Monica Nelson is a long-time Cloverdale resident whose active schedule would keep anyone hopping.
Ash (Ashlar) is a 22-month-old yellow lab – a sweetheart and kisser who makes his move when Monica bends down to tie her shoes.
“That’s when you get the slobber!” she exclaims.
Three weeks ago, they were strangers. Last week, they graduated as a team – the 106th match by B.C. Guide Dog Services in Ladner.
“He’s just an excellent little worker and just raring to go,” Monica smiles proudly, nodding towards Ash, lying quietly at her feet.
The pair spent 50 hours training in Cloverdale under the guidance of Nick Toni, a veteran mobility instructor and former RAF police dog handler with 21-plus years in the field.
When Monica got her first guide dog in 1998, she could still see the lines of a crosswalk and discern the contrast of grass and sidewalk.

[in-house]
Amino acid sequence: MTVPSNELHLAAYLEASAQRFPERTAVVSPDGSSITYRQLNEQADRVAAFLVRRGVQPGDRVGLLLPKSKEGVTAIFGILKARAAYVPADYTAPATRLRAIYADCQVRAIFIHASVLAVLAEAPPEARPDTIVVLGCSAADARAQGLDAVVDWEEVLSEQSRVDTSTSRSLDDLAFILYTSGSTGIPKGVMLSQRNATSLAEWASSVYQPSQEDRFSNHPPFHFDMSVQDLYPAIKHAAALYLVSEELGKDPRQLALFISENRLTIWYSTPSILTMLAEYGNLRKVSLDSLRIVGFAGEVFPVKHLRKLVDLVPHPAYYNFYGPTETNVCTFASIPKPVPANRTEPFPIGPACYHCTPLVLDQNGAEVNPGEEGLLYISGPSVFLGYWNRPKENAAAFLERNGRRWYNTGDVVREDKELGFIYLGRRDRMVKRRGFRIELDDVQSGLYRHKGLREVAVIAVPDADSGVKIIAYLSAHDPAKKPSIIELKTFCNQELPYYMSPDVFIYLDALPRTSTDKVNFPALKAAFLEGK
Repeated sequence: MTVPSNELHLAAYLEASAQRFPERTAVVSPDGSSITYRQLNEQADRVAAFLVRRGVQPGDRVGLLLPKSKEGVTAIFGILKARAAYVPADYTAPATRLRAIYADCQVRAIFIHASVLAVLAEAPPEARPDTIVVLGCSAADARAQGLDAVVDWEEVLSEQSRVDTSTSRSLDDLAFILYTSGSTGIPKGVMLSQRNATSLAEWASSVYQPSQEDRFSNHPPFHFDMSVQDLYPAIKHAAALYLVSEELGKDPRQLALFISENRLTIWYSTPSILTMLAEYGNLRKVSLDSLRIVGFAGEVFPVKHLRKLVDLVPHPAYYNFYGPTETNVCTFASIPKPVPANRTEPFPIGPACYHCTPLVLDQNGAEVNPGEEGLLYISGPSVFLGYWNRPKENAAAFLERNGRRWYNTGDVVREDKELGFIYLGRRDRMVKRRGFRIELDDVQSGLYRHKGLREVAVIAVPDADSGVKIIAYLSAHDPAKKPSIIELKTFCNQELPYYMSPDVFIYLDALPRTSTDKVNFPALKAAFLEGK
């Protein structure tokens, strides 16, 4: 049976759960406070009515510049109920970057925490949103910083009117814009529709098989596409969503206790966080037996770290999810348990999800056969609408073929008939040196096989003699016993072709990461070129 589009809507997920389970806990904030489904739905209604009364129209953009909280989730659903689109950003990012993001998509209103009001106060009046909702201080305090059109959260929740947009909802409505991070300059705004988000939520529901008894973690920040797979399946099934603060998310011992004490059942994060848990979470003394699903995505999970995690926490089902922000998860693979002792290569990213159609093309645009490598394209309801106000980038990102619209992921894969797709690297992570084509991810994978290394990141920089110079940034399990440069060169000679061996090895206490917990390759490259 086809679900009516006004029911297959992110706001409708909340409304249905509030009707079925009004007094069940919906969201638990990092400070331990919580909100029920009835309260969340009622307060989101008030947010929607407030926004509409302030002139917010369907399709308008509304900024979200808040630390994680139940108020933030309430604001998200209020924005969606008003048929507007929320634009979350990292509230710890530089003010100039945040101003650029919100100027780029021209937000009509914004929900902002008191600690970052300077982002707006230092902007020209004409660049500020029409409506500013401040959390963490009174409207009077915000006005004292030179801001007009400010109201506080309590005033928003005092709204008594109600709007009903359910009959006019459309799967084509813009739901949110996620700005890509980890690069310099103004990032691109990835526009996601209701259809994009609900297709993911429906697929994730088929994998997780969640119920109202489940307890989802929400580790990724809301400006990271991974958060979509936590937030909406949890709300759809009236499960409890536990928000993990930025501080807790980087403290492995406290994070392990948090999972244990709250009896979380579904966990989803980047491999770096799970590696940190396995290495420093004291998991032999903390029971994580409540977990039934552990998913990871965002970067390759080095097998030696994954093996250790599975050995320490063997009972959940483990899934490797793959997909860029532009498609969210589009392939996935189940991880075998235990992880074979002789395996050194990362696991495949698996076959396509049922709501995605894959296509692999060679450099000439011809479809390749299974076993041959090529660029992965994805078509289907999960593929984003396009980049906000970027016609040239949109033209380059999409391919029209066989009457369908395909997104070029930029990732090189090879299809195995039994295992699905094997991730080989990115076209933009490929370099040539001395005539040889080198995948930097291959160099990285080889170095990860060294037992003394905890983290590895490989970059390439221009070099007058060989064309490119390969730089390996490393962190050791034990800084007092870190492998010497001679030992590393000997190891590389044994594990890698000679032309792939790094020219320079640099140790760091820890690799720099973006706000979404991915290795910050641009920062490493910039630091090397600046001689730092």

Monica has RP, or Retinitis Pigmentosa, which leads to progressive loss of vision. Diagnosed in her 20s, she gradually lost her sight. A decade and a half ago, she was receiving mobility training at the CNIB when she was identified as a candidate for a guide dog.
To qualify, Monica had to be mobile – able to get around on her own, using a cane – but her vision couldn’t be too good, otherwise she’d lead around any dog.
After taking a successful “test drive” with a guide dog, she was put on a waiting list.
A busy wife and mom – her sons were then aged 8 and 10 – Monica waited a year for a match.
Monica and Anya, a yellow lab/golden cross, became team number three for B.C. Guide Dog Services, a charity founded in 1996 that provides dogs at no cost to the recipient. The group runs breeding, puppy raising and training programs, and relies on donors for funding.
The dogs reach retirement age when they’re about 10, after eight years of service.
“That’s the best case scenario,” Monica says. Quinn, her second dog, is 10. Enter Ash, the newbie, quiet and relaxed, an inert puddle of unstressed warmth on the floor until duty calls.
“That’s one of the traits they look for,” she says. “They don’t want an overly-aggressive or active dog, because you’re in and out with people, in stores and buildings, on transit – they gotta be mellow.”